Do investors face showdown or slowdown in 2016?
Investors have endured a volatile ride in 2015 as the economic slowdown in China and emerging markets more generally has weighed on global activity. Despite aggressive monetary easing, European growth has also disappointed some of the more bullish expectations and while US GDP growth has been more robust, activity has faded recently as the oil industry has contracted due to the fall in the oil price.
Despite this, some areas of the FTSE All-Share have enjoyed strong relative returns in particular domestically-facing sectors (for example consumer cyclicals such as house builders) as they have been seen by investors as beneficiaries of a robust UK economy, low interest rates and falling commodity prices. However, other sectors, especially those exposed to global trends (such as commodities or Asian Financials) have been under pressure in 2015 and have underperformed materially, with large-cap UK listed oil and mining companies the most obvious examples.
Market confidence was undermined in the summer by a combination of the devaluation, albeit small, of the Chinese currency and the prospect of rising interest rates in the US. Together these developments suggest that the status quo of ultra-loose monetary policy in the US and a pegged currency in China is coming to an end. In this respect, the underlying economy in China is perhaps less resilient to an appreciating renminbi than previously thought and is going through a period of profound structural change.
Slowdown not showdown?
Given this context, we are compelled to ask whether investors face showdown or slowdown in 2016. In our view 2016 is more likely to represent a slowdown phase in the business cycle, a period in which equities overall will still generate positive returns, although with wider dispersion and more volatility, a trend already well established. In addition, capital returns will be harder to sustain and therefore income such as dividends and special returns of capital will become an even more important factor in overall returns for equity investors. We will return to the subject of UK dividends more specifically later on.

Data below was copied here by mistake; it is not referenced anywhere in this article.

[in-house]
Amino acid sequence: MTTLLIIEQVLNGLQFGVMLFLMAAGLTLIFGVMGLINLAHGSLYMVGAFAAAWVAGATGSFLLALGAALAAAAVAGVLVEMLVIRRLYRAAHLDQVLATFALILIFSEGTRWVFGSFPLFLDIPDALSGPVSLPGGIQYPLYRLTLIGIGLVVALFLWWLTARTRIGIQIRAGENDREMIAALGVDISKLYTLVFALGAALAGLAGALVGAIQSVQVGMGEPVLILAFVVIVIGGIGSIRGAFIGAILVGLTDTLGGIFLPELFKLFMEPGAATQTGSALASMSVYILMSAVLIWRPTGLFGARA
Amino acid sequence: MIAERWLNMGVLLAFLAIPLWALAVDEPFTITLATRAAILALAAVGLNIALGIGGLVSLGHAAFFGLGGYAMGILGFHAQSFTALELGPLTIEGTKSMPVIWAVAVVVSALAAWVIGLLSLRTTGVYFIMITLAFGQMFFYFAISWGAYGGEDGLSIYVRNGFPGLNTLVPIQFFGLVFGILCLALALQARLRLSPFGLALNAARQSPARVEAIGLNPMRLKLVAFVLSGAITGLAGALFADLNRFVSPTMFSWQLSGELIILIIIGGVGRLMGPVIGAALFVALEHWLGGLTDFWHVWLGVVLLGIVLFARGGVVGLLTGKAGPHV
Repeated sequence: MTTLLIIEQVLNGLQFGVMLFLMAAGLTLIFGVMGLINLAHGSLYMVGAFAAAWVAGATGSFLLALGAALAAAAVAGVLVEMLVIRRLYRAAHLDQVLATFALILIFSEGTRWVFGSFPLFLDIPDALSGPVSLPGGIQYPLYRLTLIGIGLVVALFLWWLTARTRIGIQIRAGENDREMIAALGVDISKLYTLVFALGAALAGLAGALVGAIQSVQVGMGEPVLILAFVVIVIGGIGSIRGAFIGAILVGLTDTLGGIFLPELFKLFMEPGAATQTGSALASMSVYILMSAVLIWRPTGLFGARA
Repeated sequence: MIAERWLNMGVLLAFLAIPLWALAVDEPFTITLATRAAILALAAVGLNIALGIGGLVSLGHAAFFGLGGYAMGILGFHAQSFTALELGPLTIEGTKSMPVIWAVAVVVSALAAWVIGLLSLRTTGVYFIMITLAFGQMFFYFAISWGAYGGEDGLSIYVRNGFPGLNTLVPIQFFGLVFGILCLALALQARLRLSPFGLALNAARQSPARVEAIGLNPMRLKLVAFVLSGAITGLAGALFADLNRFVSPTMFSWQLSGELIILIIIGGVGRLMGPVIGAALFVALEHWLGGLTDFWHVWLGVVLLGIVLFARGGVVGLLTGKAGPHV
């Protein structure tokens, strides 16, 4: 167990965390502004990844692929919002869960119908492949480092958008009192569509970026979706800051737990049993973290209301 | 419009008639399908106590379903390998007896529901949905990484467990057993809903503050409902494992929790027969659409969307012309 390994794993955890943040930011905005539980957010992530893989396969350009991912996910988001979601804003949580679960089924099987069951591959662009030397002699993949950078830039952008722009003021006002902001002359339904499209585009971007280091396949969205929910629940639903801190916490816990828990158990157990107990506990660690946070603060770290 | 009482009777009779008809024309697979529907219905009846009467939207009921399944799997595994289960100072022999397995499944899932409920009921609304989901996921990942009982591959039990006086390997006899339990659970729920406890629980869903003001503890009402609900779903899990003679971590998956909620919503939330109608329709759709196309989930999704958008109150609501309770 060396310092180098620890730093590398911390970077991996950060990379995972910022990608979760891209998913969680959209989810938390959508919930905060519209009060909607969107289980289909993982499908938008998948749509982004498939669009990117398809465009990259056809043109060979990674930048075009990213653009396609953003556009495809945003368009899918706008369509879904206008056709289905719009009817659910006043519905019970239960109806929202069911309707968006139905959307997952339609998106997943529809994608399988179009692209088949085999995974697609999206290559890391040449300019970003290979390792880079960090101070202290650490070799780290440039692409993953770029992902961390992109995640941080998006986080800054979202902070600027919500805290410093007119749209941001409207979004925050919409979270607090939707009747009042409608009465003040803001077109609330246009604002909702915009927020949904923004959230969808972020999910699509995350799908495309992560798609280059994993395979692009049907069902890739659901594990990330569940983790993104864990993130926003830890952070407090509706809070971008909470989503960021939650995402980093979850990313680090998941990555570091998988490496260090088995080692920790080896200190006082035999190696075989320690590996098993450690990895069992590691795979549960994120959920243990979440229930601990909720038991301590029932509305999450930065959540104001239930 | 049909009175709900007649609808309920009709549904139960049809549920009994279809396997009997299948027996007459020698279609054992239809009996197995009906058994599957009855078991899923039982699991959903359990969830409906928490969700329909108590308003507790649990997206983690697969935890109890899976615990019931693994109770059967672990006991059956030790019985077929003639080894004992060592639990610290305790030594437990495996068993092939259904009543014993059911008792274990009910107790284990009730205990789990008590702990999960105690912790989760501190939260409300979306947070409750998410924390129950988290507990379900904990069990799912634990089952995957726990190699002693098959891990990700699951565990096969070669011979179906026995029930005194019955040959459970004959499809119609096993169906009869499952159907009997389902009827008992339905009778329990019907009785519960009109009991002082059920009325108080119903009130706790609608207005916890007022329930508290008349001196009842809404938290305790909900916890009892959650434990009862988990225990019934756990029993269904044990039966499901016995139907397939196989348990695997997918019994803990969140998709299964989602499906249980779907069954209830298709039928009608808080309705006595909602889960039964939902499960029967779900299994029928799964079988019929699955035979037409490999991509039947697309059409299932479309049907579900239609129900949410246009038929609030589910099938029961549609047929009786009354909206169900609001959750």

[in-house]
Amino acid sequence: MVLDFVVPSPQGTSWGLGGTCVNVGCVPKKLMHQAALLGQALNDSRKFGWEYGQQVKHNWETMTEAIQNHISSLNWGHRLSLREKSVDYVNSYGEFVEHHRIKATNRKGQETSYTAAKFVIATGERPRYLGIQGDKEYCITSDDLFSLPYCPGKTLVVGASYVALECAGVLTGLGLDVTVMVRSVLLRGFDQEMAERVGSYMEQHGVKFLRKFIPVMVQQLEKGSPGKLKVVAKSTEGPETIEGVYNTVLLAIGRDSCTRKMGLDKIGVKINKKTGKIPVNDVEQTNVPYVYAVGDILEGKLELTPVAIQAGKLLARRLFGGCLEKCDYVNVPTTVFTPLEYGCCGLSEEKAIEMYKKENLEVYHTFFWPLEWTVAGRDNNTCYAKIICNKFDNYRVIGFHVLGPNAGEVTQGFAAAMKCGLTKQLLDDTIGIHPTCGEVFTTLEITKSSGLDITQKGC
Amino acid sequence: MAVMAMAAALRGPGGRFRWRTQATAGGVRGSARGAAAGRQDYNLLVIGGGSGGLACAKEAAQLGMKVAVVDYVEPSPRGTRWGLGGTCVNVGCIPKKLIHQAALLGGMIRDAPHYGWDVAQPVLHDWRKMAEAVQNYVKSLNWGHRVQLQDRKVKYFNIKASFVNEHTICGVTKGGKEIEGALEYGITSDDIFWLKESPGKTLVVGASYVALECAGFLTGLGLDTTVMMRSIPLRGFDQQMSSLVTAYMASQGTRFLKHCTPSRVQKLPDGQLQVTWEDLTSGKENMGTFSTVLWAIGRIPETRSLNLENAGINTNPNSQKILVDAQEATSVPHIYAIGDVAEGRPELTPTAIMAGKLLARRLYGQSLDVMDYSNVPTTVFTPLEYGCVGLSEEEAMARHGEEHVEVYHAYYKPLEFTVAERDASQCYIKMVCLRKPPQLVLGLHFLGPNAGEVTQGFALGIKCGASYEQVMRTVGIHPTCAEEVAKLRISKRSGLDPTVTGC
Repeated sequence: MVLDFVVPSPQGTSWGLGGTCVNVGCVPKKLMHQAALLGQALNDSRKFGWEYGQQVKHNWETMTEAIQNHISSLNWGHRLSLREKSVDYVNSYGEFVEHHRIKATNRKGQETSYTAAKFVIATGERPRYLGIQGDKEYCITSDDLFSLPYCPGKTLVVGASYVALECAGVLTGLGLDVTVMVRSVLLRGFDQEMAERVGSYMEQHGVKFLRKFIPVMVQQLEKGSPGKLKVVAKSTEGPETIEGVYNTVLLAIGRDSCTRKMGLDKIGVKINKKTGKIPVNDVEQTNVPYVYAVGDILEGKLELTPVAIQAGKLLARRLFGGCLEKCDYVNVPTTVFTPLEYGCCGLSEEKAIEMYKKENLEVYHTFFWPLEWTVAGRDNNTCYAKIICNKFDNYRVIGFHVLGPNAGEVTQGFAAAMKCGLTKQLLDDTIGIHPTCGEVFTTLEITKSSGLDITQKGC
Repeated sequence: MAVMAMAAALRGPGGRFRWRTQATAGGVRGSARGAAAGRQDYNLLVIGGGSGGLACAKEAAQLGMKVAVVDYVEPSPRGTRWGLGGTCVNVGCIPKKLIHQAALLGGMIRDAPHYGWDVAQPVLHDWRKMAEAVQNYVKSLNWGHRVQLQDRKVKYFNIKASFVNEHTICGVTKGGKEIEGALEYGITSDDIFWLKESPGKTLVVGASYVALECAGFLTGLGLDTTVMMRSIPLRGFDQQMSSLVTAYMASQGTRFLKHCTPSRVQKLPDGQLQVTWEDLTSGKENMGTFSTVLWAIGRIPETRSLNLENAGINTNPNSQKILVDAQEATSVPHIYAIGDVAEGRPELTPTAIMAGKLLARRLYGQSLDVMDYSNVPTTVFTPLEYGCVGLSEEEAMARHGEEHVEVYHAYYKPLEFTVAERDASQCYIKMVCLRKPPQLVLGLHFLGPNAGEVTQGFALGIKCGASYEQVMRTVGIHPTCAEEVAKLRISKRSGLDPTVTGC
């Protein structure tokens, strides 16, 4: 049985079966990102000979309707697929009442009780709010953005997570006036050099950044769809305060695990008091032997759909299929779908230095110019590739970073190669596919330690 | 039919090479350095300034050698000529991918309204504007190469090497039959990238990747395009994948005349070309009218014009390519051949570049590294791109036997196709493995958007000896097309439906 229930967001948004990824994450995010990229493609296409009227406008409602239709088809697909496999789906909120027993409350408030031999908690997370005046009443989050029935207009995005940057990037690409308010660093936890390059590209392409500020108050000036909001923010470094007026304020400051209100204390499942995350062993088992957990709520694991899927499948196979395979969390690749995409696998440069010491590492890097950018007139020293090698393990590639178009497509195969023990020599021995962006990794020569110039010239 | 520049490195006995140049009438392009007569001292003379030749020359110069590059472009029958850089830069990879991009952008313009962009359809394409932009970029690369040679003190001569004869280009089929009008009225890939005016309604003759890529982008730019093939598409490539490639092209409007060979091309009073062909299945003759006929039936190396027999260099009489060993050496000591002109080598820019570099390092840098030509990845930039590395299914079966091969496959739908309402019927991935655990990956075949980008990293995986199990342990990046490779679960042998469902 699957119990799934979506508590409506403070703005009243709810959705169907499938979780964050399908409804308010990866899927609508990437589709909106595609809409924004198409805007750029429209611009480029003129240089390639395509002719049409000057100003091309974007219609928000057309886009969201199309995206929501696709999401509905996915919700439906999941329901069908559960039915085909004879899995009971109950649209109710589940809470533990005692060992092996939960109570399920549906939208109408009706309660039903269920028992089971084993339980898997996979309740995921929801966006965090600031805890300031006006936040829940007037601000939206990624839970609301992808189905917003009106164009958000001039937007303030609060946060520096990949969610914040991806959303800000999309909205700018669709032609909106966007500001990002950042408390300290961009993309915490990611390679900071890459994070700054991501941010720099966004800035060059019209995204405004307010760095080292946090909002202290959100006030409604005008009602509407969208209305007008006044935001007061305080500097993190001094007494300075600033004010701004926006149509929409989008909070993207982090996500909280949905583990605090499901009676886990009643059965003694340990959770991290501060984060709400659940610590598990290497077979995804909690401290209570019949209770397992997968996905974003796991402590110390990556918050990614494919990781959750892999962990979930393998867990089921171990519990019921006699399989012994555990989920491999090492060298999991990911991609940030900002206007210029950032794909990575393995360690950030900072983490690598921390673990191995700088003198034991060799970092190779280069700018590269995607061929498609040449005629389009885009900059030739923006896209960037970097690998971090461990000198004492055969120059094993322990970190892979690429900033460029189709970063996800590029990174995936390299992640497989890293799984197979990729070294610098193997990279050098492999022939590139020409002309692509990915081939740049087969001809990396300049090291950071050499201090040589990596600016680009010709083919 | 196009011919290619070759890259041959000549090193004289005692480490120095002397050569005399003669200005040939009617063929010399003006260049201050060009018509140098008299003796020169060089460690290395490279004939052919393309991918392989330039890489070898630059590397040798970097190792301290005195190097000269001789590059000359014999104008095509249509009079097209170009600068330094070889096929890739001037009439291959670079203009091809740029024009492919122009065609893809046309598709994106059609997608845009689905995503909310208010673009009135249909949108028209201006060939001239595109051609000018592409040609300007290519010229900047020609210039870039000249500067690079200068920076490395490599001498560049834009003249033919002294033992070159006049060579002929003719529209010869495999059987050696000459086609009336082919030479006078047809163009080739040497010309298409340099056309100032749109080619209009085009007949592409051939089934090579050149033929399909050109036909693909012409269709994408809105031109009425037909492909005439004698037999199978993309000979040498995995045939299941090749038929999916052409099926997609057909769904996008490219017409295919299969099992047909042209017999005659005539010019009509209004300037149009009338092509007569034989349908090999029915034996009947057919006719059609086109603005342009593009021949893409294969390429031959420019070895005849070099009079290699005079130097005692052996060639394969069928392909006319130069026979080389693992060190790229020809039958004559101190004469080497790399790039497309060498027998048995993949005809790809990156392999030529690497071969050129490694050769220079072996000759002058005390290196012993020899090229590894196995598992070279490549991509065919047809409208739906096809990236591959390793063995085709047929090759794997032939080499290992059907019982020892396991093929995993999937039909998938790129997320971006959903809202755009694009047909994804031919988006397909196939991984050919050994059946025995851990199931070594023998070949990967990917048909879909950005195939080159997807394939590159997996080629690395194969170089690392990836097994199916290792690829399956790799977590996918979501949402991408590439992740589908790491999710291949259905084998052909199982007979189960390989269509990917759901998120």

Our contention was always that this would be an extended business cycle. It is extended because aggressive monetary policy measures used to stave off a deeper recession in 2008 have been prolonged, helping to offset some of the downside, but in so doing, these policy measures have prolonged the life of unproductive capital and this has meant that nominal growth rates have been substantially below those seen in previous credit-driven cycles. Meanwhile, governments have retrenched and remained fiscally tighter, thereby constraining investment and growth. This cycle is already long in the tooth and showing increasing signs of tiredness.
One of the more obvious aspects of the cycle’s maturity has been the collapse in commodity prices as the Chinese economic “miracle” has run into problems. Investors have clearly recognised this factor in their negative view on commodity related sectors such as mining and oils which have experienced substantial falls year to date. The decline in commodity prices also undermines a much wider part of equity markets’ earnings base. In general, rising commodity prices support corporate pricing power especially in the industrial sector of the market, be it direct beneficiaries of the commodity boom (such as mining suppliers) or indirect users of those commodities (such as chemicals). At the same time wage inflation is starting to accelerate in both the UK and US, putting further pressure on corporate margins and profitability. With the loss of “air cover” from rising input prices to raise headline prices, the outlook for corporate pricing power and profitability has already deteriorated.
It seems likely that the Federal Reserve will start to raise interest rates in 2016 as a result of an improving labour market where wages are going up. Normally the start of a rate tightening cycle coincides with corporate margins expanding as demand recovers and companies benefit from operational gearing. However, this time we feel that margins are already at elevated levels, particularly in the industrial areas and the rising cost of finance will put further pressure on earnings and capital investment. In essence a rising rate cycle may well coincide with a peak in margins this time. It looks to us that the period of peak earnings on a global basis are behind us and while year-on-year growth in earnings will remain positive, the rate of growth is falling. As usual, the US looks to be leading the global business/earnings cycle with Europe someway behind, though potentially enjoying a much-awaited later cycle recovery. The UK seems to be somewhere in the middle.